In addition to conducting research with broad transdiagnostic samples, it may also be beneficial to delineate between atypical presentations so that targeted research protocols can be developed and tested. Some research has endeavored accordingly. RCTs have shown varying degrees of success with treatment for night eating syndrome (Pawlow, O’Neil, & Malcolm, 2003; Wal, Maraldo, Vercellone, & Gagne, 2015). However, there is a dearth of research on other presentations such as specific phobia of vomiting or purging disorder, or even ARFID and rumination disorder, both of which are primary diagnoses in DSM-5. It may be helpful to further divide atypical presentations into new diagnostic groups, as is being done with night eating syndrome, purging disorder, AN with a history of obesity, muscle dysmorphia, and specific phobia of vomiting.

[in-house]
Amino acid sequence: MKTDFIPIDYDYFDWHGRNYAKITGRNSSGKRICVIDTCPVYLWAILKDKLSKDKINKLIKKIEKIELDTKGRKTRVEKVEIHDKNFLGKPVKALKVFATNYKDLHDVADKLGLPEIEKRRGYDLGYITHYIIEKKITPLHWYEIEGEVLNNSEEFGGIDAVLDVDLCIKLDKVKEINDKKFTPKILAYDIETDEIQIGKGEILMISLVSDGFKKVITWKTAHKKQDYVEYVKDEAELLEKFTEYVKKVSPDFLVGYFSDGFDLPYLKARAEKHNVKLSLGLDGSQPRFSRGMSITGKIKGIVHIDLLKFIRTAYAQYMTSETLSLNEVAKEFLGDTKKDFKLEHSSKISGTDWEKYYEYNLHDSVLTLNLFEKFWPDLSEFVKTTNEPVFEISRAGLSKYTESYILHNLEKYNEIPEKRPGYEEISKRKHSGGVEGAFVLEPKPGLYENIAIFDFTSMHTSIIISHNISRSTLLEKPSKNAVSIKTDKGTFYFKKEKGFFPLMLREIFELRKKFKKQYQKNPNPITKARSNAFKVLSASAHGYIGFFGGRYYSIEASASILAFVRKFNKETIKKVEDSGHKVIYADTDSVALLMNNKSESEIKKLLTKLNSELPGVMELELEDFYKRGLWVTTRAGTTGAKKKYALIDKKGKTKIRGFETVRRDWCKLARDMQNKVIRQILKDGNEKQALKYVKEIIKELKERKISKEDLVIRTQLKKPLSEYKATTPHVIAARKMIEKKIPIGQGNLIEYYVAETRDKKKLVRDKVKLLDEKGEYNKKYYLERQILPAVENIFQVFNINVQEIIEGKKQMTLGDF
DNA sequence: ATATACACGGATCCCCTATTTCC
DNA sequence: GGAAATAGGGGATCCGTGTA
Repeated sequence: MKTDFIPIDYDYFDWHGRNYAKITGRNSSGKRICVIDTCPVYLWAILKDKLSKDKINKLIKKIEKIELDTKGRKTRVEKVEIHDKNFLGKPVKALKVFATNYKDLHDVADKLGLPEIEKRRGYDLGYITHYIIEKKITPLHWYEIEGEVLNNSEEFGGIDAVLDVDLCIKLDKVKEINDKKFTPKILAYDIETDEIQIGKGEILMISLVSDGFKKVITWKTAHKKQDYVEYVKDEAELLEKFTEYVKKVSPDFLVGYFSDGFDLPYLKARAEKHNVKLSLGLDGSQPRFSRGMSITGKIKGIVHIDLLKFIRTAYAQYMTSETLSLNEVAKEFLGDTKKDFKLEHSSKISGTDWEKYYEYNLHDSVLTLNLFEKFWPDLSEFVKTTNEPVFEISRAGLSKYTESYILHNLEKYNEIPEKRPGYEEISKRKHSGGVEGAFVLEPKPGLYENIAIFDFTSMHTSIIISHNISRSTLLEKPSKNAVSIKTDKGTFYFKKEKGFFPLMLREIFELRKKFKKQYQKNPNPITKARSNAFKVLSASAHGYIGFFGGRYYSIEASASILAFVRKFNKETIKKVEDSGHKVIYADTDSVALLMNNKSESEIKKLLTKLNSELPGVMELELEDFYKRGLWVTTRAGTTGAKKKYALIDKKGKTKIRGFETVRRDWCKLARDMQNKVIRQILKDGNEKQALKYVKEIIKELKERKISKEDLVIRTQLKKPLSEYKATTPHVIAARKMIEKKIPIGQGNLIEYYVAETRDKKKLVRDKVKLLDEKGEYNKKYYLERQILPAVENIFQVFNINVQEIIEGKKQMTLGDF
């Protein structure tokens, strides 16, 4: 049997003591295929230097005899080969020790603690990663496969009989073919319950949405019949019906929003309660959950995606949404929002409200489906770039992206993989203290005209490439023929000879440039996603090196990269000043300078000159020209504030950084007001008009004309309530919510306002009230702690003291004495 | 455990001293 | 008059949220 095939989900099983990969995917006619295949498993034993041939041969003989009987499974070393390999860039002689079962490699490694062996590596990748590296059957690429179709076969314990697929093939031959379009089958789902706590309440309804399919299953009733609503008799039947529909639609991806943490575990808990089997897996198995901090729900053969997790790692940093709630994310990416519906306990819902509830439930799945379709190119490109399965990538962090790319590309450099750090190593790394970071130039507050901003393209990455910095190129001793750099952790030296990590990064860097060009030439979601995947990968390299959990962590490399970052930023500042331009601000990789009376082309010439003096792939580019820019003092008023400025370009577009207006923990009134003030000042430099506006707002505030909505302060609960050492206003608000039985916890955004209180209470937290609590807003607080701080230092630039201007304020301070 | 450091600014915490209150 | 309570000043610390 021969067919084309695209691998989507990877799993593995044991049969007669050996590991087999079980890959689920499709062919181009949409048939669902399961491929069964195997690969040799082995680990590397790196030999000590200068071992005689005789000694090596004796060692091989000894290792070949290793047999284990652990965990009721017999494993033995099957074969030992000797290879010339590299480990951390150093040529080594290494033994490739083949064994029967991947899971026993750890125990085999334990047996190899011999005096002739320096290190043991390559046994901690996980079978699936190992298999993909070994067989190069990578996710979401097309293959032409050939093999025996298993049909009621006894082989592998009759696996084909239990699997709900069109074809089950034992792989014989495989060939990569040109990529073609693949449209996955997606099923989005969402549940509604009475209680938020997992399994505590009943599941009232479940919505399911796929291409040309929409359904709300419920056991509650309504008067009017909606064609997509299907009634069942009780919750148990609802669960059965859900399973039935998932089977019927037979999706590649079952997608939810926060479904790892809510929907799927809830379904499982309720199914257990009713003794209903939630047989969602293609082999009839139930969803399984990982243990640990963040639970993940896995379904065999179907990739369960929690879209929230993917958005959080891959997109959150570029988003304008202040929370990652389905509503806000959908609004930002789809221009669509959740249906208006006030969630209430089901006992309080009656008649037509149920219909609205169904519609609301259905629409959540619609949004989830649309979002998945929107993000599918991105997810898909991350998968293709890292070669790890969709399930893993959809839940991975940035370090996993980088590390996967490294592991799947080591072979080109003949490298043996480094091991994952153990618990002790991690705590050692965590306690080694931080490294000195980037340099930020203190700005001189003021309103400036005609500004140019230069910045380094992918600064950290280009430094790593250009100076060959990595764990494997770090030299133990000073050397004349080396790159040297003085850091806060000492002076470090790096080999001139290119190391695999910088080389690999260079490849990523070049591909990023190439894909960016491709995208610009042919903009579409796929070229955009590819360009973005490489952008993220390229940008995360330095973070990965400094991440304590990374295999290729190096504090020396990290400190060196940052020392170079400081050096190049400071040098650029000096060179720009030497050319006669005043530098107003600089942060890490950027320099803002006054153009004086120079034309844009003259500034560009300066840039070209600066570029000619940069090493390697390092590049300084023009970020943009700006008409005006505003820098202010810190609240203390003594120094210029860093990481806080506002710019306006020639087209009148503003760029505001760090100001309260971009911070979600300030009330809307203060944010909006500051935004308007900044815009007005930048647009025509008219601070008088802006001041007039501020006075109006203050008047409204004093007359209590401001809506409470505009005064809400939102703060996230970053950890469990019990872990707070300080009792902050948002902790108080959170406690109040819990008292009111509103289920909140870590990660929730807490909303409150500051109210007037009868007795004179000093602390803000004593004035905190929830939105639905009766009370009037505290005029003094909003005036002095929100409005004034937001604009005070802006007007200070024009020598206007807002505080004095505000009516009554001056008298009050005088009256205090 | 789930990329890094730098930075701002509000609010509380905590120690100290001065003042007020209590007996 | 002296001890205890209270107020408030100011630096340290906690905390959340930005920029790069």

Evidence-based treatment research for atypical and complex eating disorders is challenging to conduct and interpret. For one, inclusion/exclusion criteria for atypical and complex presentations vary, making it difficult to generalize to a truly transdiagnostic sample. The heterogeneity inherent in a transdiagnostic sample is good for ecological validity and generalizability of results, but there will be many individuals to whom the results may not be applicable. Another significant hurdle is that outcome variables in these studies will be less uniform than those in studies focusing on a single type of disorder because definitions of success vary across presentations. That is, quantifying recovery across presentations is imprecise. This has been resolved in transdiagnostic treatment studies with measures that equalize pathology among multiple presentations, such as by using a global Eating Disorder Examination interview score (EDE, 16th edition; Fairburn, Cooper, & O’Connor, 2008) as a measure of severity of eating disorder features or using a score less than one standard deviation above the community mean to define remission (Fairburn et al., 2015). In this way, it is crucial to compare the normalization of eating pathology to community, as opposed to clinical, samples. Normative comparisons such as this have been commonly used to quantify and classify clinically significant change (Kazdin, 2003; Kendall, Marrs-Garcia, Nath, & Sheldrick, 1999).